By Kelly Kovack
The Coca-Cola Company unveiled its first-ever sample bottles made using recovered and recycled marine plastics, demonstrating that, one day, even ocean debris could be used in recycled packaging for food or drinks.
Bruno van Gompel, Technical and Supply Chain Director, Coca-Cola in Western Europe, said: “Enhanced recycling technologies are enormously exciting, not just for us but for industry and society at large. They accelerate the prospect of a closed-loop economy for plastic, which is why we are investing behind them. As these begin to scale, we will see all kinds of used plastics returned, as good as new, not just once but again and again, diverting waste streams from incineration and landfill.”
Through a partnership between Ioniqa Technologies, Indorama Ventures, Mares Circulares (Circular Seas), and The Coca-Cola Company, about 300 sample bottles were made using 25% recycled marine plastic retrieved from the Mediterranean Sea and beaches. The bottles were designed and developed to show the transformational potential of revolutionary enhanced recycling technologies, which can recycle previously used plastics of any quality back to high-quality plastic that can be used for food or beverage packaging. The sample bottle is the first-ever plastic bottle made using marine plastic that has been successfully recycled for food and drink packaging.
Tonnis Hooghoudt, CEO of Ioniqa Technologies, said: “The impact of enhanced recycling will be felt on a global scale: by working with Coca-Cola and Indorama to produce this bottle, we aim to show what this technology can deliver. Our new plant is now operational and we are bringing this technology to scale. In doing so, we aim to eliminate the concept of single-use plastic and plastic waste altogether.”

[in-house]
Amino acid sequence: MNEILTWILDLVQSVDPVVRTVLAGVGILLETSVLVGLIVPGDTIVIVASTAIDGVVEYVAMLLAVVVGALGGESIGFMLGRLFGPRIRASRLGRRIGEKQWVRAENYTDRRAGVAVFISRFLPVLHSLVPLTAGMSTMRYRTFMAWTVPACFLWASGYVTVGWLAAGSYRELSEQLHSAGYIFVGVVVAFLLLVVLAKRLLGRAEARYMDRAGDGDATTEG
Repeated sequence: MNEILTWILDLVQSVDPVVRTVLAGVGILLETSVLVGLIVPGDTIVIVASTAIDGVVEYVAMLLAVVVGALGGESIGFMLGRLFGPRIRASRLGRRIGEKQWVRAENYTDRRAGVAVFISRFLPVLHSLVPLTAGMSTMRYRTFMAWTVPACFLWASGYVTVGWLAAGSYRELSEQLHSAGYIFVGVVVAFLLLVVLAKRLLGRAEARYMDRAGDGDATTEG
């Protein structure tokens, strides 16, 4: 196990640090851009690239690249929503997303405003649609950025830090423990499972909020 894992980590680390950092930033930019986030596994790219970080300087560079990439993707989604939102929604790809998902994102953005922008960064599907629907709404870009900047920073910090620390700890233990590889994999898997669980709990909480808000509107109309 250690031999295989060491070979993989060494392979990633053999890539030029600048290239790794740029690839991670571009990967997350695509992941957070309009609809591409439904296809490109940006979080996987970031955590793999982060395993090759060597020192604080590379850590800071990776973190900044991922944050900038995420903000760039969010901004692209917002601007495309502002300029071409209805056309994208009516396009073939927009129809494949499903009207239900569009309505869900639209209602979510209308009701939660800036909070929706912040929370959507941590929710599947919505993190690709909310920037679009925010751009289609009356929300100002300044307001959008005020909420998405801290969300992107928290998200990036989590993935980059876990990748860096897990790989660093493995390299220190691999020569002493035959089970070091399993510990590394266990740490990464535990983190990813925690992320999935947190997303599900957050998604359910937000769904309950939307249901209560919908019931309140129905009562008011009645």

Enhanced recycling technologies use innovative processes that break down the components of plastic and strip out impurities in lower-grade recyclables so they can be rebuilt as good as new. This means that lower-grade plastics often destined for incineration or landfill can now be given a new life. It also means more materials are available to make recycled content, reducing the amount of virgin PET needed from fossil fuels, and resulting in a lower carbon footprint.
Van Gompel concluded: “This bottle is testament to what can be achieved, through partnership and investment in revolutionary new technologies. In bringing together partners from across our supply chain, from a community cleanup initiative in Spain and Portugal to an investment in technological innovation in the Netherlands, we have been able, for the first time, to bring damaged marine plastic back to food-grade material with which we can make new bottles.”
The marine plastic bottle has been developed as a proof of concept for what the technology may achieve in time. In the immediate term, enhanced recycling will be introduced at commercial scale using waste from existing recyclers, including previously unrecyclable plastics and lower-quality recyclables. From 2020, Coca-Cola plans to roll out this enhanced recycled content in some of its bottles.
Yash Lohia, Chief Recycling Officer of Indorama’s Recycling Business Group and Board Member of Indorama Ventures, said: “By collaborating with new ventures in enhanced recycling technologies, we have the opportunity to reshape and redefine the future of plastic packaging, ensuring that nothing goes to waste. PET of any quality can now be recycled and upcycled, at the same time resulting in a lower carbon footprint for packaging.”
Coca-Cola has set out clear goals to work toward a World Without Waste, including that it will collect a bottle or can for every one it sells by 2030.